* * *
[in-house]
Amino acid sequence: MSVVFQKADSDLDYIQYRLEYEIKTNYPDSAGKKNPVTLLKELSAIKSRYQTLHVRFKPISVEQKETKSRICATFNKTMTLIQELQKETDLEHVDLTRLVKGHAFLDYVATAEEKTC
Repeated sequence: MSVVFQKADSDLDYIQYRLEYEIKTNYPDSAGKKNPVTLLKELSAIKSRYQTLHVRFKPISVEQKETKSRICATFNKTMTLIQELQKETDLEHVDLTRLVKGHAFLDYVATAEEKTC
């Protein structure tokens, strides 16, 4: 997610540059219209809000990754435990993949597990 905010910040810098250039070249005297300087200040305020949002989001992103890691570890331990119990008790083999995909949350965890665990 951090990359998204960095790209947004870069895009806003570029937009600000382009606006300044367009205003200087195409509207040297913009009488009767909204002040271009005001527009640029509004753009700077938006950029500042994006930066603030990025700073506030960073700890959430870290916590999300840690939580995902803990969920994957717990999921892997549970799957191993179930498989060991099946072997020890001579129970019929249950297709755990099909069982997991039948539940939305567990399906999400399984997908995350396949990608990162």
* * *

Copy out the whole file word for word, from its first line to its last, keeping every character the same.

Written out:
[in-house]
Amino acid sequence: MSVVFQKADSDLDYIQYRLEYEIKTNYPDSAGKKNPVTLLKELSAIKSRYQTLHVRFKPISVEQKETKSRICATFNKTMTLIQELQKETDLEHVDLTRLVKGHAFLDYVATAEEKTC
Repeated sequence: MSVVFQKADSDLDYIQYRLEYEIKTNYPDSAGKKNPVTLLKELSAIKSRYQTLHVRFKPISVEQKETKSRICATFNKTMTLIQELQKETDLEHVDLTRLVKGHAFLDYVATAEEKTC
């Protein structure tokens, strides 16, 4: 997610540059219209809000990754435990993949597990 905010910040810098250039070249005297300087200040305020949002989001992103890691570890331990119990008790083999995909949350965890665990 951090990359998204960095790209947004870069895009806003570029937009600000382009606006300044367009205003200087195409509207040297913009009488009767909204002040271009005001527009640029509004753009700077938006950029500042994006930066603030990025700073506030960073700890959430870290916590999300840690939580995902803990969920994957717990999921892997549970799957191993179930498989060991099946072997020890001579129970019929249950297709755990099909069982997991039948539940939305567990399906999400399984997908995350396949990608990162």